Photo by Jill Anderson
On a crisp morning in August, 683 new students gathered under a tent in Radcliffe Yard and began to discover a shared passion for education with their classmates.
The Harvard Graduate School of Education welcomed an incoming cohort that includes 626 Ed.M. students, 25 Ph.D. students, 25 Ed.L.D. students, and seven students pursuing a Certificate in Advanced Study. Fifty-two different countries are represented in the cohort, including New Zealand, Cuba, Iceland, and Ghana.
Dean Bridget Terry Long began her address to new students by acknowledging the land upon which this campus is built as the ancestral home of indigenous peoples, as well as the role of enslaved people in building its structures. Acknowledging the history, said Long, is a small step toward a culture of respect and accountability. She then greeted HGSE’s centennial class, recognizing their diversity and their place in the history of the college, assuring them they belong here.
“You bring to Appian Way an astonishing array of experiences, perspectives, and accomplishments. But no matter where you’re from and what you’ve come here to do, we are delighted that you’re here,” she said.
Long then offered students advice and her hope for their intellectual and personal journeys for the upcoming year, exhorting them to:
- Go from a crowd to a community — make connections, have difficult conversations, and support one another.
- Remember why you came here. Remember who isn’t here.
- Take time to explore.
Above all, Long encouraged students to take advantage of their time at HGSE, to find their passion, and to further their purpose. “Use this time to empower yourself and your colleagues to do good in the world, whether that be through practice, research, entrepreneurship, or some other kind of service,” she said.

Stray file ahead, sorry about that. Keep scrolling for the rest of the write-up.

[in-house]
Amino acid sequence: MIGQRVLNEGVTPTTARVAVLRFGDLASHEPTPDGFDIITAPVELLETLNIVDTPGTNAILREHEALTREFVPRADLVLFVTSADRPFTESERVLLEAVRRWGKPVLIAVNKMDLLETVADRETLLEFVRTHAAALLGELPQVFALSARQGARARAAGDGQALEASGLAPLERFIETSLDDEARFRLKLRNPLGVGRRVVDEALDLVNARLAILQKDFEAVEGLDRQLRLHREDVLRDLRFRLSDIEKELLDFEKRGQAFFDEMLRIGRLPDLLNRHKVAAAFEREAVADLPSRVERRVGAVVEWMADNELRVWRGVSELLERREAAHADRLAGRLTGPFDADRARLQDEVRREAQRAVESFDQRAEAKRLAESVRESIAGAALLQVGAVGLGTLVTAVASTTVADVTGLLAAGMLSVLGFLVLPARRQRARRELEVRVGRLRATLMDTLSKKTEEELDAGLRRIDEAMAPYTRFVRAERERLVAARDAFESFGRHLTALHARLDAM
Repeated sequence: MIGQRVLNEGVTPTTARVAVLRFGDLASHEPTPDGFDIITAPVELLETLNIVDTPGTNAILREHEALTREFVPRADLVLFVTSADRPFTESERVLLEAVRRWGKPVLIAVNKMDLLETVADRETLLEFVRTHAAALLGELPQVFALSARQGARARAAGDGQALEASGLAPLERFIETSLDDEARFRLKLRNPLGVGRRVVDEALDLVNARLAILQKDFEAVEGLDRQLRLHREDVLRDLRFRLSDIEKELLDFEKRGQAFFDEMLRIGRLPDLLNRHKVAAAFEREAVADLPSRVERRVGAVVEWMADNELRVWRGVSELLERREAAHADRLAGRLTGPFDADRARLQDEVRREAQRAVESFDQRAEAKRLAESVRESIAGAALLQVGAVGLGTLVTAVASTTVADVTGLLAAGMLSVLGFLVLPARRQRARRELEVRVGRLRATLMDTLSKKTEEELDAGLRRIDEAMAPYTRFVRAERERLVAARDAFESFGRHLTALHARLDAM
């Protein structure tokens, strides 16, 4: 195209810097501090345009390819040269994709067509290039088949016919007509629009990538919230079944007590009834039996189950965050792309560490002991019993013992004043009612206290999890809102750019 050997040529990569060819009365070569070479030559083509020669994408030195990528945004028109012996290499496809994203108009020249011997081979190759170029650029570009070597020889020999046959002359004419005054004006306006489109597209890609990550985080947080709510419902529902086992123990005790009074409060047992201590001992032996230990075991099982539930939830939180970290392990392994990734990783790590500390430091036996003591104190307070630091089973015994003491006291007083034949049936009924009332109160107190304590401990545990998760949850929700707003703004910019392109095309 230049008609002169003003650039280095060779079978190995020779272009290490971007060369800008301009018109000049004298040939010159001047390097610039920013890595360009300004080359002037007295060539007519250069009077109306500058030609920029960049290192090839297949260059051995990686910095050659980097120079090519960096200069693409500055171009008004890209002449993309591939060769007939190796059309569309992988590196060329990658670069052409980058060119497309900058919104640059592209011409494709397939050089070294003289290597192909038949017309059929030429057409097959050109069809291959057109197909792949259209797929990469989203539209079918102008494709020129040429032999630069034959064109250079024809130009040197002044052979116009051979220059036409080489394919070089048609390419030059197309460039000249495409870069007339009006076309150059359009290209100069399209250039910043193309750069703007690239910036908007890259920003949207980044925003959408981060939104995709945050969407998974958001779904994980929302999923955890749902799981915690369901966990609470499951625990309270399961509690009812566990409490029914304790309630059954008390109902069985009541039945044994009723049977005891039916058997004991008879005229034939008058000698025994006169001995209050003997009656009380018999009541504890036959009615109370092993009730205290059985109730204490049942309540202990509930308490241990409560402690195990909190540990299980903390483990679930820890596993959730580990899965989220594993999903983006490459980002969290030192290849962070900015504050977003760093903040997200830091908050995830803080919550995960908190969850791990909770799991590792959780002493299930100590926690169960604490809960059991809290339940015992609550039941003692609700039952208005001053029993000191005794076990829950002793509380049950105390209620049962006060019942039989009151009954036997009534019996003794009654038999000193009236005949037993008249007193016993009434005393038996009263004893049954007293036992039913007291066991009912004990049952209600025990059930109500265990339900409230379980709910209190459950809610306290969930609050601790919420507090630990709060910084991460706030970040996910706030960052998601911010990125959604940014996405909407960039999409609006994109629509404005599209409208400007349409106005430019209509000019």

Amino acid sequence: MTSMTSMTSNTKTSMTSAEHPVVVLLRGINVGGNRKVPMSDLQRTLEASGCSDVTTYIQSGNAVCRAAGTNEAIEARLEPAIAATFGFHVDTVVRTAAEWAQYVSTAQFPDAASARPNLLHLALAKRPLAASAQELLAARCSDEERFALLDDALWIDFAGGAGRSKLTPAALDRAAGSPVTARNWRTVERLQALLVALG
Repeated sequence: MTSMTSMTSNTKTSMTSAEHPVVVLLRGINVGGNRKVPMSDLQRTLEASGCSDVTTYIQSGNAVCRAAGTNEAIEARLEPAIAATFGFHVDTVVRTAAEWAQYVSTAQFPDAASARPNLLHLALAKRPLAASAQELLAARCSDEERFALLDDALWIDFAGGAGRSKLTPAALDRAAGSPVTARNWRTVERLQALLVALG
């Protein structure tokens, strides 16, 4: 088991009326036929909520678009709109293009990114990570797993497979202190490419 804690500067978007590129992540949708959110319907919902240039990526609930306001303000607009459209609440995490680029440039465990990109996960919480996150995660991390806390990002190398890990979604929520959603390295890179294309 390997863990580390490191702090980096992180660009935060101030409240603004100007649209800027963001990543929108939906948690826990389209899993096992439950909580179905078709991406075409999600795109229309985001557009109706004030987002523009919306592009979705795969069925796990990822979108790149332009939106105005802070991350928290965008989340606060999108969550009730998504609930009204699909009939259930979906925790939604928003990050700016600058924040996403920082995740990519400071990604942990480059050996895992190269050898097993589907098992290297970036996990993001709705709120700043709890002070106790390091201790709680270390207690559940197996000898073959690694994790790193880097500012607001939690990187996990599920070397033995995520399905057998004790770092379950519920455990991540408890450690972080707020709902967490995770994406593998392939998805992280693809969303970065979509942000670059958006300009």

Following the opening remarks, Associate Dean of Enrollment Maritza Hernandez spoke and, with the help of mirrors placed on chairs in the audience, reminded students to “pause and reflect” throughout their time at HGSE.
Lecturer Joe McIntyre, Ed.M.’10, Ed.D.’17, recipient of the 2019 Morningstar Family Teaching Award, recalled his own sense of discomfort in his first days as a Harvard student and advised the new class to make peace with any feelings of unease they may face during the year in order to immerse themselves in learning experiences. “If you don’t feel like you belong, then you’re less likely to take the risks you need in order to grow,” he said.
Next came the school’s signature faculty "8x8" talks: eight faculty members presenting striking findings and revelations they’ve encountered in their work in eight minutes each.
This year’s speakers and topics:
- Associate Professor Ebony Bridwell-Mitchell — The Limits and Possibilities of Radical Change in School Organizations
- Associate Professor Sarah Dryden-Peterson, Ed.D.’09 — The Boxes of Belonging: Refugees, Education, and our Collective Future
- Professor Paul Reville — Can Education Restore Social Mobility?
- Senior Lecturer Kathryn Boudett — 3 Habits of Mind for Continuous Improvement
- Professor Adriana Umana-Taylor — Bringing Ethnic-Racial Identity into our Schools: Why, When, and How?
- Assistant Professor Jarvis Givens — (Under)Common Schools: The Origins of African American Education
- Professor Meredith Rowe, Ed.M.’99, Ed.D.’03 — How the Early Home Environment Shapes Child Language Development
- Lecturer Christina Villarreal, Ed.M.’05 — Who We Are & How We Do: Toward a Relational Pedagogy of Promise & Possibility
Later in the day, students explored critical topics in education and learned about innovative research undertakings. They chose from a variety of sessions designed to spark their curiosity and give them a chance to sample the learning opportunities that the upcoming school year will bring.
Cohorts and degree programs started welcoming students last week and will continue to do so in the week ahead. Orientations were also held for students of color and international students.
Sights from Orientation 2019:
Photos by Jill Anderson and Elio Pajares